WASHINGTON -- This was the year President Obama would go all in on the economy, elevating the struggles of the poor and the middle class to the top of his agenda. But that focus has been sporadic, overshadowed by foreign policy hot spots in Ukraine and Iraq and controversies like the swap for a U.S. prisoner in Afghanistan.
As Democrats demand that the White House lead with a unified economic message, Obama during the next several weeks is looking to cut through with an emphasis on working families, manufacturing, wages and the need for greater spending on infrastructure projects. The attention could be crucial in an election year when some Democrats in vulnerable races are not embracing other top Obama issues like climate change and health care.
The summer economic focus comes amid signs that the economy is steadily recovering from the recession. U.S. manufacturing output, for instance, rose at a solid pace in May, the latest indicator that the economy is rebounding from a weak first quarter. The unemployment rate is down to 6.3 percent, the stock market is humming, auto sales were up last month.
For all that, White House officials concede the American public is still anxious about the economy. Wages remain stagnant, workers have dropped out of the labor force, and 3.4 million Americans have been without work for 27 weeks or more, thus classifying them as long-term unemployed.
It is in that environment that the White House over the next four weeks is planning to focus on several economic fronts, from manufacturing and innovation this week to working families next week to insourcing and infrastructure. Obama themes will range from education and good wages, to job training and tax fairness -- all the while stressing their direct benefit to individual Americans.
"The next five months will be a referendum on the fundamental questions -- who's got your back -- and that's what this election is going to be about," said Rep. Steve Israel of New York, chairman of the Democratic Congressional Campaign Committee.
A top Obama priority such as raising the minimum wage, which enjoys broad public support, is much more likely to find nearly unanimous Democratic backing in Congress than Obama's health care law or his recent push to slow carbon emissions in coal-powered electrical plants.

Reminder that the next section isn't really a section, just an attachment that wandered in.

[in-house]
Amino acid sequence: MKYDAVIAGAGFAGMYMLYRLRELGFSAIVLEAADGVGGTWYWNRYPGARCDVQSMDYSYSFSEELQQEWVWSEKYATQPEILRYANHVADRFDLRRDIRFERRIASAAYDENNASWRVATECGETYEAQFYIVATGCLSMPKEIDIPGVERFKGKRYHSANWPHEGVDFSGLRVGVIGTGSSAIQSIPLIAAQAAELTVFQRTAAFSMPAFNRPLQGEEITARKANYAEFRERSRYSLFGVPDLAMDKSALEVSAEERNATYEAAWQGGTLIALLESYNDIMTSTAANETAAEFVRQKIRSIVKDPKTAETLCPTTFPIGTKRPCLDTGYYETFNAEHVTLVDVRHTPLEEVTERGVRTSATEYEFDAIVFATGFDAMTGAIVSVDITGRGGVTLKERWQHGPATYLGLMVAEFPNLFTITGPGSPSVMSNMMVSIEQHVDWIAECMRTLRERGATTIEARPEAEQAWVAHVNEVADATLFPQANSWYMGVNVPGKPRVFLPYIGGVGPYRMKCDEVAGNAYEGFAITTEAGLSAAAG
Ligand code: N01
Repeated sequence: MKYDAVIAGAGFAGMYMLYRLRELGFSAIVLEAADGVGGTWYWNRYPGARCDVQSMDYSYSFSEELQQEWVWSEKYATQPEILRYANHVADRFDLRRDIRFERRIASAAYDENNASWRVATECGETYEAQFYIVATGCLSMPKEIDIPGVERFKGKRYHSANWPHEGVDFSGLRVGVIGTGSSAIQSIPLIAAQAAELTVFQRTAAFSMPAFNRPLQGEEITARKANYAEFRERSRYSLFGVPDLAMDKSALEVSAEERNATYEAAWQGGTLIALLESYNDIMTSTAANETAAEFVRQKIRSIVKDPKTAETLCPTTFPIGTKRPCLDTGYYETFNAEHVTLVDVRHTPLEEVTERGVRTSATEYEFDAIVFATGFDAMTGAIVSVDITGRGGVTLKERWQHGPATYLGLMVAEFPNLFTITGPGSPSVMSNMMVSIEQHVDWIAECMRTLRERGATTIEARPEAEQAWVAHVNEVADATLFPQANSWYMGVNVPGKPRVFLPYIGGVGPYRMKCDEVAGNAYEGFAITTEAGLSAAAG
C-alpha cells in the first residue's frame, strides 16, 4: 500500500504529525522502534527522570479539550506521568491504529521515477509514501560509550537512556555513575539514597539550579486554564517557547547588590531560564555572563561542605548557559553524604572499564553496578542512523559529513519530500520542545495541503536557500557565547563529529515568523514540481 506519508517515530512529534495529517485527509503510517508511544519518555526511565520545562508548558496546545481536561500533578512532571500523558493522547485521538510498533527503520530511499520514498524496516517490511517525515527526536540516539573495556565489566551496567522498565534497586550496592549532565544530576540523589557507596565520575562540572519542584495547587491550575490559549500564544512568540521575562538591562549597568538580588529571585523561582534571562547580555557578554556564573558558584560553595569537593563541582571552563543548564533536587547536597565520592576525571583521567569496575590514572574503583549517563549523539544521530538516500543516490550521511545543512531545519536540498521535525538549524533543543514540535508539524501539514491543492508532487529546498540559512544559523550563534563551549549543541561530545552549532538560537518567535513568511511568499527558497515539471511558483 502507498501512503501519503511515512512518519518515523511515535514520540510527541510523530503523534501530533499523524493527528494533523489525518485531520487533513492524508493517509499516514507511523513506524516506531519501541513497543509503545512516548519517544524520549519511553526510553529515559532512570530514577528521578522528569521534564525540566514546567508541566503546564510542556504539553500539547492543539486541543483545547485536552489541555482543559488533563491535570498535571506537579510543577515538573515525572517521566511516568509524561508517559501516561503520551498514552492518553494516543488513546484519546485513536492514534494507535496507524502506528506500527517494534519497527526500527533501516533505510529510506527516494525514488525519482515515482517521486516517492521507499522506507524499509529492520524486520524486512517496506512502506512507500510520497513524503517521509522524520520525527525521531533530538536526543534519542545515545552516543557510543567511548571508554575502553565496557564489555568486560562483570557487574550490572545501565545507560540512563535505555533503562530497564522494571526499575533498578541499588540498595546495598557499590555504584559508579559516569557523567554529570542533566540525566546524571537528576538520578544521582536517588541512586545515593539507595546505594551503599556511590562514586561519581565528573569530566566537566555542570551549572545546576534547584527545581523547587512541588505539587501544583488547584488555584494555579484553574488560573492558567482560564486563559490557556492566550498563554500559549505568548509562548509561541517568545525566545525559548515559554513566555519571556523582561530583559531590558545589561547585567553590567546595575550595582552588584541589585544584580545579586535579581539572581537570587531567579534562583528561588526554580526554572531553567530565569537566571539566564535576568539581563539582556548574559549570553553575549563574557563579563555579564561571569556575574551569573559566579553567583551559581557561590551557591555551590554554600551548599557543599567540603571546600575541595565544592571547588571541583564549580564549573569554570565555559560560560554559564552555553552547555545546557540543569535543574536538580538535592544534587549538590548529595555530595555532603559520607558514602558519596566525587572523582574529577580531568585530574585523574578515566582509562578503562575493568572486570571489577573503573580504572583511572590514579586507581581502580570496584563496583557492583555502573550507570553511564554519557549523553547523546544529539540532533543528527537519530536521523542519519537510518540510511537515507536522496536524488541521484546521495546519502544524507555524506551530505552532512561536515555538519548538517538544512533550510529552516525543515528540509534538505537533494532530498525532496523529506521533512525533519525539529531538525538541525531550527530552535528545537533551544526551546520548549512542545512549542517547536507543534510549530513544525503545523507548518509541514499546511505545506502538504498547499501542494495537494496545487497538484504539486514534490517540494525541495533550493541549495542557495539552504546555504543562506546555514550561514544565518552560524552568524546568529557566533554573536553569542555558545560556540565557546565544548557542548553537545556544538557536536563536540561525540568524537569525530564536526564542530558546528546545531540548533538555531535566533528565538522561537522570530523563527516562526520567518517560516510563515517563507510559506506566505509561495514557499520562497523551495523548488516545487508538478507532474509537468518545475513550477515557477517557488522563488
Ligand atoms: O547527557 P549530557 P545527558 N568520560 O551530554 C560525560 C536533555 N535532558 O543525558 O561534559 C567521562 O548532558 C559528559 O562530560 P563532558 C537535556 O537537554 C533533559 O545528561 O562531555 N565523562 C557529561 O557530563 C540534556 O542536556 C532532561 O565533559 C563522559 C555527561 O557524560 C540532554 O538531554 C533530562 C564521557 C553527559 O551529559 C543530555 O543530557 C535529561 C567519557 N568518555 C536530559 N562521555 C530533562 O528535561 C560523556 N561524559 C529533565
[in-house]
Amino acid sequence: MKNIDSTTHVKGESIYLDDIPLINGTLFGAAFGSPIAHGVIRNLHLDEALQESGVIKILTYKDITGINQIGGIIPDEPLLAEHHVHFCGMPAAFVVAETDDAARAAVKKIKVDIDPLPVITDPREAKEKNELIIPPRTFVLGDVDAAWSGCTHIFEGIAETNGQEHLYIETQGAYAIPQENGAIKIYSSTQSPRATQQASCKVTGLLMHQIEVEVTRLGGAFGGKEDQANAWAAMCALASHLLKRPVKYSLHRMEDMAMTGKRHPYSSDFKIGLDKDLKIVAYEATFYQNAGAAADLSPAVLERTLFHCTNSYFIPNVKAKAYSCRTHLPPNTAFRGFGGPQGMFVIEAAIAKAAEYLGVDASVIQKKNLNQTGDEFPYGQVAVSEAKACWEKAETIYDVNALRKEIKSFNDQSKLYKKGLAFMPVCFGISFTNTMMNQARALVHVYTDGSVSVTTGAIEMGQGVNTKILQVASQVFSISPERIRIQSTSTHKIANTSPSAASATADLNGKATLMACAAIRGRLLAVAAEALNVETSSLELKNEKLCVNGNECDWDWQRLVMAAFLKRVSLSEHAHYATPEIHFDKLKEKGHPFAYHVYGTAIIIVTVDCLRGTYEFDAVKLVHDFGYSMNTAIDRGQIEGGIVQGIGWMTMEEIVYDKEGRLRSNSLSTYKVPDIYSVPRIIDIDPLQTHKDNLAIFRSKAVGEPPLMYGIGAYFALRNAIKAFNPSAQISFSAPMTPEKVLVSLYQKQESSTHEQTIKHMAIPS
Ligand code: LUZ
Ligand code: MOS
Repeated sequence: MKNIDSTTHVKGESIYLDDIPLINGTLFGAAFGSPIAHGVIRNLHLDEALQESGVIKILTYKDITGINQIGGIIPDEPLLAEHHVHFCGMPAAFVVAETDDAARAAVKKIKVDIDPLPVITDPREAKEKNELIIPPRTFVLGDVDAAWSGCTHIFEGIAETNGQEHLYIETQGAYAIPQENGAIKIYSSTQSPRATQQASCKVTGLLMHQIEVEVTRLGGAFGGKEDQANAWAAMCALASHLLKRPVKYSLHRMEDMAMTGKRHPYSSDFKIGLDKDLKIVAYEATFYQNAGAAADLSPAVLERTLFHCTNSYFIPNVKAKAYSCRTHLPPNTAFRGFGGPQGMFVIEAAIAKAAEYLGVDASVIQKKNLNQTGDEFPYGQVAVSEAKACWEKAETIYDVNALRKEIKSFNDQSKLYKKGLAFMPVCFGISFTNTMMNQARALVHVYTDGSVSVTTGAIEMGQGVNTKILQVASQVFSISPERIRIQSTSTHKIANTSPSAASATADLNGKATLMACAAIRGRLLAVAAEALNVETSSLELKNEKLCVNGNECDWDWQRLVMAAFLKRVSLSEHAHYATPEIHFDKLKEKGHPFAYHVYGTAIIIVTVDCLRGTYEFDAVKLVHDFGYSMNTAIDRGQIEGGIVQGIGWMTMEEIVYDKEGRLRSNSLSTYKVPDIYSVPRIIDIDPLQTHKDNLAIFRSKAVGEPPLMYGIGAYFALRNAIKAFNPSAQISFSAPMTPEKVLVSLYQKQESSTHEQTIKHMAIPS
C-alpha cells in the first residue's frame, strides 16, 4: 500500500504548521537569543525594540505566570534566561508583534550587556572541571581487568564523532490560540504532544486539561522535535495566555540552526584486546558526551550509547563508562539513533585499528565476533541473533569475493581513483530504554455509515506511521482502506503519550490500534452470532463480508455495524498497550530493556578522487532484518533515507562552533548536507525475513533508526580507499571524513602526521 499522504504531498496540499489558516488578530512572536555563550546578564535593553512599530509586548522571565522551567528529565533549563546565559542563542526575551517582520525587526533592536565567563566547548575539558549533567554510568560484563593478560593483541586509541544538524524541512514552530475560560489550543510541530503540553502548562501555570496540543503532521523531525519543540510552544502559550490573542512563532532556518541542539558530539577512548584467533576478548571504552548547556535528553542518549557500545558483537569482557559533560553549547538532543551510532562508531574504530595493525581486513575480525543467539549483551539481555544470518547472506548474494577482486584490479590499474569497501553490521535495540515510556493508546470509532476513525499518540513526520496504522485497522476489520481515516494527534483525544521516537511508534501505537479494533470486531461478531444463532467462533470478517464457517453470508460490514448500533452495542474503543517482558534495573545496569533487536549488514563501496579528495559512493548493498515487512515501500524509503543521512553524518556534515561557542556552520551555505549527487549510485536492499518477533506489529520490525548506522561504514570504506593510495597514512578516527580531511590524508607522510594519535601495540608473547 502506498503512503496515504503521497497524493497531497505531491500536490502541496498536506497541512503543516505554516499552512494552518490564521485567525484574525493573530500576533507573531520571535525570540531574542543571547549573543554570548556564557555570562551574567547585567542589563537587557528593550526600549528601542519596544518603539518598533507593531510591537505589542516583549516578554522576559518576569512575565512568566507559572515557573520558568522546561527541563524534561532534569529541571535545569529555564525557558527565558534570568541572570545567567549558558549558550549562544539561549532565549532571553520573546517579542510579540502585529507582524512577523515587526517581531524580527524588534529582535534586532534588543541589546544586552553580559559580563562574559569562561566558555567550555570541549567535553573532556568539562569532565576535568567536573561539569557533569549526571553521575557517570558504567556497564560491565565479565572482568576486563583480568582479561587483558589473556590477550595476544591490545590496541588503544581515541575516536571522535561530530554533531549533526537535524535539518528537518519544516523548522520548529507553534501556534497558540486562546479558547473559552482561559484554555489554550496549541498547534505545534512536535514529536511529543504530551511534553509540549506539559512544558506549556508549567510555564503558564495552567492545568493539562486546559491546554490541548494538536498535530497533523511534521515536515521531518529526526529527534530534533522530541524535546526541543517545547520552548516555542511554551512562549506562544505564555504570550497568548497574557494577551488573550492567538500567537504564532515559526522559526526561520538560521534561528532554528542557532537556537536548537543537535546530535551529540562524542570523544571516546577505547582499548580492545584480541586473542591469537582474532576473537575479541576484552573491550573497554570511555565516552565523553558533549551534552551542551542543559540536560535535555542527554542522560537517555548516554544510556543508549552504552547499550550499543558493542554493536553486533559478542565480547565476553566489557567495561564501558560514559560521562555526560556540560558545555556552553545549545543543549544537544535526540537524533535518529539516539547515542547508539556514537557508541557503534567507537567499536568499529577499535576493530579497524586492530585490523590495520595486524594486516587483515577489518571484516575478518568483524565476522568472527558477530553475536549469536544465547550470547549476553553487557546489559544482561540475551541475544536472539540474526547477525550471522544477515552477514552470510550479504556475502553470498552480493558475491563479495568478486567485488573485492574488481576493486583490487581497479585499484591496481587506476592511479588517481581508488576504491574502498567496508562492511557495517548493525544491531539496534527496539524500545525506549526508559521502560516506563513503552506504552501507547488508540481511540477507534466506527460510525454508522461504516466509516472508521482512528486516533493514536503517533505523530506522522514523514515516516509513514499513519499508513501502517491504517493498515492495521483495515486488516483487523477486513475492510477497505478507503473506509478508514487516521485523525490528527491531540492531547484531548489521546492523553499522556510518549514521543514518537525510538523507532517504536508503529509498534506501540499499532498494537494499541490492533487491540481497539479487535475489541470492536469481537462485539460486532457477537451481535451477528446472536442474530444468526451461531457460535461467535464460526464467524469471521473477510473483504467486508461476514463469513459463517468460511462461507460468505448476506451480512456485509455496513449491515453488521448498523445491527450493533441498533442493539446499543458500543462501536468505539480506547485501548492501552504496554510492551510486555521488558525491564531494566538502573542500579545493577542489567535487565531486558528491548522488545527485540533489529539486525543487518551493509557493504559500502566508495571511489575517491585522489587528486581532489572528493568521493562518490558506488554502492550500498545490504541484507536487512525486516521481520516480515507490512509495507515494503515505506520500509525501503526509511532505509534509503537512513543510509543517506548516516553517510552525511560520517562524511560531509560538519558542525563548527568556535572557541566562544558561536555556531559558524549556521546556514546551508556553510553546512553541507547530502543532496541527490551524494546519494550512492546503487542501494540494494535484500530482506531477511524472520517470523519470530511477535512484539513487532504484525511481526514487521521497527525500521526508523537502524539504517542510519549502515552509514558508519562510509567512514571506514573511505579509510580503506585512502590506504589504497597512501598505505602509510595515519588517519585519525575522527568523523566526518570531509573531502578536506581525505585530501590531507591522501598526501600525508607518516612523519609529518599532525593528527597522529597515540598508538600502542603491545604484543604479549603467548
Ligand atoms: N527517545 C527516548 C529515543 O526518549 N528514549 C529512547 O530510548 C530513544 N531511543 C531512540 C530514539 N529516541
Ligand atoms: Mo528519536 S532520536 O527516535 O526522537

"Democrats need to have a program that they are broadly for and that is popular with the base and swing voters," said Brad Woodhouse, president of the liberal Americans United for Change.
Obama on Tuesday will promote technological innovations during a trip to Pittsburgh, Pennsylvania, and on Wednesday during a workshop at the White House that focuses on advancing entrepreneurship. Next week he will host a working families summit at the White House. Last week, he emphasized proposals to ease the burden of student loans on college graduates.
So far this year, Obama has also acted on his own where possible, requiring federal contractors to pay a higher minimum wage, ordering a review of overtime rules and expanding a student loan program.
In every instance, a key White House goal is to set up a contrast with the Republican Party and gain advantage on issues that are popular with the public but that have not been enough to give Obama an edge.
Obama's approval rating for handling the economy remains significantly underwater according to a May Associated Press-GfK survey in which 59 percent disapproved of his handling of the nation's economy and 39 percent approved. Those figures have been steady since last fall, with no improvement evident despite the overall improvement in the nation's unemployment rate.
Asked which party they trust more to handle the economy, 27 percent say the Republicans, 25 percent the Democrats and 31 percent neither. About 1 in 7 says they trust both parties equally on the issue.
Some Republicans argue that the lingering worries about the economy are bound to ultimately harm Democrats.
GOP pollster Wes Anderson, who is consulting for several Republicans in Senate races, says that no matter what some larger economic indicators say, middle-class or lower middle-class Americans in suburban, exurban or rural areas aren't convinced the economy is on the mend.
"The question is how important is that going into the fall," Anderson said. "I think it is the under-addressed dark cloud for the Democrats lurking out there."
"We're advising our clients to draw a distinction between Washington's economy and yours, Wall Street's economy and yours," he said, pointing to past bank bailouts and federal government deficits and debt. "Why let Democrats kick us in the head and make us the friends of big money all the time when we have the ability to make the case that the opposite is true."
Republicans in turn have been calling for tax breaks to promote economic growth and job creation, proposals that Democrats have rejected and that White House political director David Simas, who has been studying the impact of economic proposals on public attitudes, says do not resonate with voters.
"When they hear folks in Washington talk in these abstractions about either growth or tax incentives for this or that," Simas said, "it is so removed from what people care about that it turns them off and shuts them out."